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Old 09-09-2010, 06:21 PM   #1
Travis Hall
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Old 09-09-2010, 06:26 PM   #2
Derek Weaver
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In my opinion, the KB lifts are much easier to learn than the full version olympic lifts with the barbell. There's a lot that can go wrong with both, but I think you can "get away" with more with a KB than a barbell.

Regarding your second question: No.
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Old 09-09-2010, 09:22 PM   #3
Garrett Smith
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1. Yes
2. No
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Old 09-10-2010, 06:04 AM   #4
Steve Shafley
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What Garrett said.

The whole "couch thread" on IGx was based on the fact that a certain member of the RKC organization took issue with Glassman saying the kettlebell snatch couldn't develop the same amount of explosive power as the barbell snatch.

KB lifting is easy to learn, but tough to master when you get into the high rep ballistics.

It does develop a "power endurance" that is surprisingly useful for GPP purposes, at least for me.

I'd say 99% of the gen pop needs power-endurance and strength-endurance more than anything else to improve their quality of life, i.e. let them do more of the things they do for fun, and light menial tasks encountered on a daily basis.

Also, high rep kettlebell work is excellent conditioning for snow shoveling.
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Old 09-10-2010, 10:28 AM   #5
Blair Lowe
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Another yes/no. Basically KB doesn't have to worry about a first pull which makes it a helluva lot easier to learn.
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Old 09-10-2010, 10:45 AM   #6
Steve Shafley
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They aren't even comparable. The swing is the basis for the kettlebell snatch and C&J. If you are doing 1 arm olympic variants off the floor or from the hang, then you should be using a $25 Olympic sized dumbbell.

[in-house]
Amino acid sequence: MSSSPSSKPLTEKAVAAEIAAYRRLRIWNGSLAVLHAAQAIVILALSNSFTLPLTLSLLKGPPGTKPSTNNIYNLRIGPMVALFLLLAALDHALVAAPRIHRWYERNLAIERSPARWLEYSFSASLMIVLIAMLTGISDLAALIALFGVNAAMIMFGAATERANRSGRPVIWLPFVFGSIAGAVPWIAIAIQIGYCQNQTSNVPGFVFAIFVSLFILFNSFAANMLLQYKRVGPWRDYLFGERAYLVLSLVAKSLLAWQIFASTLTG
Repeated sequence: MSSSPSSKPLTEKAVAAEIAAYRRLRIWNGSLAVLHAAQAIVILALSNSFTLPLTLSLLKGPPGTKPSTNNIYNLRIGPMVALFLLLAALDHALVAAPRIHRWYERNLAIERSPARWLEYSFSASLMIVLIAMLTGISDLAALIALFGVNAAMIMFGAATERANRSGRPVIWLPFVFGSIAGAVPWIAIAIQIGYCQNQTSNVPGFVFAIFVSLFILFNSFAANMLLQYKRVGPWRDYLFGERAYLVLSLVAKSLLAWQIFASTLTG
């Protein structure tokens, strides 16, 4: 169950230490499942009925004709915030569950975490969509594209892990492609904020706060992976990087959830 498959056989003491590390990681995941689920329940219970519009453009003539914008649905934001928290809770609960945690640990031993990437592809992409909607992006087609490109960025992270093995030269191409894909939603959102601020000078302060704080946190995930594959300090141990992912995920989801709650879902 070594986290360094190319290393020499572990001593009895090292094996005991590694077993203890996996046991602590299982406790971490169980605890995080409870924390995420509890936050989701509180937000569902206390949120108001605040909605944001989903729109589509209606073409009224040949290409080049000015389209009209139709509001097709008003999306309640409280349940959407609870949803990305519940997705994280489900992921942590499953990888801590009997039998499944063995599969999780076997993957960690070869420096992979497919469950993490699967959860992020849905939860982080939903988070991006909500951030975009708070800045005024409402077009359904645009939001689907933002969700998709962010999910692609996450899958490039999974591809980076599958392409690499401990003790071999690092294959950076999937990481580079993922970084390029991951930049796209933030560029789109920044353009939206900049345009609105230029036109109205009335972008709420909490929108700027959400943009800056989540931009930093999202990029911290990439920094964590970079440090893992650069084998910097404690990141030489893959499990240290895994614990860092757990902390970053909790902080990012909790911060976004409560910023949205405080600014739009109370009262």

KB ballistics are an entirely different kind of lift than barbell or dumbbell olympic variants, the just share the same name.
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Old 09-10-2010, 10:00 PM   #7
Andrew Wilson
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Originally Posted by Travis Hall View Post
Hello everyone,

I've become curious about kettlebells and thought this might be a good place to gain some information. These chunks of iron come with a lot of baggage! It is hard to find information not tainted with fanaticism to put it bluntly.

There are two things I'm curious about:

Are the main kettlebell movements (clean, snatch) easier to learn then the basic oly lifts (clean, snatch)?

I ask because I'm the basement training type and I have found it difficult to properly learn the oly lifts on my own and reap any true benefits.

Question two ties into question one:

Absolute Brute power aside, can kettlebells develop this same type of explosive power that oly lifts are so famous for?

Mechanics wise, KB is swinging mass way from your center of gravity, OL is loading your center of gravity than jumping. KB creates some savages but OL just makes explosive destroyers. http://www.youtube.com/user/olympicl...10/hLMpksOYdKY wfs
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Old 09-11-2010, 05:44 PM
Travis Hall
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Old 09-12-2010, 08:06 AM   #8
Gary Ohm
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Honestly there aren't many things that can compare with Oly lifting in terms of explosiveness and power output. Except maybe car throwing...

But KB's aren't bad. Don't throw the baby out with the bath water here. You can get alot of good with kettlebells. Unless of course your goal is to lift competitively. IN which case, yes you do need to find a coach.

Best of luck.
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Old 09-12-2010, 08:51 AM   #9
Jack Hunckler
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Originally Posted by Travis Hall View Post
Thanks for the replies. It would seem unanimous

I'm a bit disappointed about the second question. The similar names are misleading. Makes me lose interest in KB's. I need to find an Oly coach too help with some basics. I'm going to look into this.
Finding a coach is always a good idea (if you can afford it). I've made tremendous progress under my coach . . . probably even more than I understand. It's just so valuable to have that set of experienced eyes---watching, evaluating, sizing things up---and that experience boosts this rookie's confidence that i CAN reach my goals.


Last edited by Jack Hunckler; 09-18-2010 at 11:46 AM. Reason: add or change signature
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Old 09-13-2010, 03:39 PM   #10
Neill Smith
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It would appear that your goal is not to learn the Olympic lifts but to develop explosive power. Is the real question, then: What activities that are effective without coaching are best at developing explosive power?

If so (or if not) I'm curious to hear the answers.
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